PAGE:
Harold and Dad are still arguing about the tree. “So, what’s with the goyish tree again? Ya haven’t explained.”
Dad says, It’s not a goyish tree, Harold. We converted it.”
Harold says, “How do ya figure that?”
Dad says, “We cut the tip off before we put the star on top.” Bada-boom.
Harold says, “But it’s a five-pointed star not a six. And anyway, why can’t you be content just to worship Hanukkah like the rest of the Jews?”
Dad says, “It doesn’t appeal to me.”
And I understand this. Hanukkah really, when you come right down to it, is sort of a second-tier Jewish holiday that’s been promoted by American Jews. They have something to go up against the Christians at Christmas. But decoratively and narratively, it’s a little bit lacking. Decoratively, I mean, consider the optics. What’s with that little chintzy eight-pointed candelabra next to this magnificent indoor tree?
And then, the story line is the same story as every other Jewish holiday, one after another. It goes basically like this. Jews just want to be Jews. And everybody else wants them to knock it off and fit in with the rest of them. So, the Jews call upon their God and a whole lot of people get smited, one after another. It’s Persians. It’s Egyptians, it’s Greeks. It’s Romans, it’s Nazis, it’s soldiers of the Inquisition. When is it gonna end?
And, Dad, when you come right down to it, he just wanted to fit in too. He was brought up in a secular Jewish household where their heroes were people like the anarchist, Anna Go… uh, Emma Goldman, or pacifists like Tolstoy and Gandhi, not to mention that funky Jewish community organizer from Galilee named Jesus.
Dad says, “I don’t have a problem with the birth of Jesus, Harold. Who can object to peace, love and understanding. It was a great moment in Jewish radical politics.”
Harold says, “Tell it to the Nazis. Tell it to the KKK. Tell it to the John Birch Society.” And he’s winning the argument.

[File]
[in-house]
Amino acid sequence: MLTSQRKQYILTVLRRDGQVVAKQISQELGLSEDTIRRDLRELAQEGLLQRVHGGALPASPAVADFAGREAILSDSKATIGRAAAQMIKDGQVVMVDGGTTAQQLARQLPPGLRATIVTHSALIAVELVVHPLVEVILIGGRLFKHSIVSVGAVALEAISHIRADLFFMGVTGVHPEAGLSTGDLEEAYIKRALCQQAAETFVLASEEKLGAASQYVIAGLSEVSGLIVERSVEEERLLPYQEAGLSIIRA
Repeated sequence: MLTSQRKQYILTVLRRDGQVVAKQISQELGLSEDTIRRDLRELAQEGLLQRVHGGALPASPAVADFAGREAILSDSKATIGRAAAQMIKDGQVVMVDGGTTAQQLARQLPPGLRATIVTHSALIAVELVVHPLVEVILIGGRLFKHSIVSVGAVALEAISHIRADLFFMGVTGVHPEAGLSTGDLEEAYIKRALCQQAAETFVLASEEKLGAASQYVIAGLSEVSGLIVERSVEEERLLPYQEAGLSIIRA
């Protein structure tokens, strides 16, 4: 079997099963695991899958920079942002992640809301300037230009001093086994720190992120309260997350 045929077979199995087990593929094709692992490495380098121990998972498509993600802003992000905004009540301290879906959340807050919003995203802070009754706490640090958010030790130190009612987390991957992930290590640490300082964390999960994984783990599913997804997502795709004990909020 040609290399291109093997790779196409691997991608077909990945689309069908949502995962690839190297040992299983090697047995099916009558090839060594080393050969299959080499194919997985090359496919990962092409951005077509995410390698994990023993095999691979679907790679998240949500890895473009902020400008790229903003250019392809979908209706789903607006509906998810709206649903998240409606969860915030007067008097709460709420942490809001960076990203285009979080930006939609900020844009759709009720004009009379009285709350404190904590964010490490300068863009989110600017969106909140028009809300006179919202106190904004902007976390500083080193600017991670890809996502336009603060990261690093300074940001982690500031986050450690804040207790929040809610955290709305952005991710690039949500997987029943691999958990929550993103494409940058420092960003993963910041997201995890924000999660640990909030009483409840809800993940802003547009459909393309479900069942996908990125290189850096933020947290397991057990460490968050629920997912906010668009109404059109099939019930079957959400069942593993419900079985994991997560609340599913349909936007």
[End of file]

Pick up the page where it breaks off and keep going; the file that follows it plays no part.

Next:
But I’ve stopped listening the moment I see Freckles’ long, spotted nose come out from behind the end of the foyer there, back into the living room. I see him sniff both ways for Lilly (sniff, sniff). And now he shambles up, back into the living room, clickety clack across the floor, over the white rug, to his favorite spot in front of the tree. He turns himself around two and a half times. And then folds up in a nice doggy ring, puts his face on his paws and starts dreaming of chasing pheasants.
And the moment I feel myself ignored, I slip off the couch between Harold’s knees and the edge of the coffee table, over to the hearth of the unlit fireplace, across the hearth. Past the giant glass penny jug where my parents toss their pocket change when they come home from work every day. Over to the tree; and then I make the turn and I start toward Freckles. This is my chance; everybody’s busy.
I hear Lilly and my mom in the kitchen. I hear the clinking and clanking of pots and pans, the clunking of cabinet doors. I smell the roasting meats and the baking pies. I hear the drone of Dad and Harold and their endless Talmudic disputation.
And it’s just me and the dog. I’m the Secret Agent. I am the Lone Ranger and the Invisible Man. And this is my moment. I’m going to get to him. I’m going to plant one foot on the front of his belly, one in the small of his back. Then we’re gonna go. And I get there, I’m right there. I’m gonna ride him and I do… for about a second and a half. I get my feet planted. I reach for his collar. I, I shout, “Giddyap!”
Up he comes. His bony spine right in the middle of my crotch. Ow! Freckles leaps up. He starts bolting! He starts rearing back just like the Lone Ranger’s horse and he throws me backwards across the living room! Crash, onto the rug! Harold and my dad jump up, start running around the coffee table. Lilly and my mom come crashing out of the kitchen toward me. And Freckles, in a panic, leaps straight into the Christmas tree! In mid-air, he does a little flip and he manages to hit the tree, just a glancing blow, with his rump and his tail. But he’s got his big floppy paws caught in the wires of the Christmas tree lights so the tree rocks backward and forward. Freckles bounces off, goes careening into the penny jug, which hits the wall and explodes! Pennies and shards of glass all over, careening, spinning all across that part of the floor!
And now, in a slow, stately swoon, down comes the tree in a shower of spruce boughs, tinsel, little colored balls, flashing lights. It’s just like a beached whale, covers the whole end of the room.
Freckles is gone, back to the laundry room. There are four adults standing stock still, gaping at the destruction. I’m lying on my back with the wind knocked out of me, my eyes shut tight, waiting for a certain death.
And Harold, our Jewish neighbor, friend and adviser intones in his best rabbinical voice, “Terrible and mighty is the judgment of the Lord.”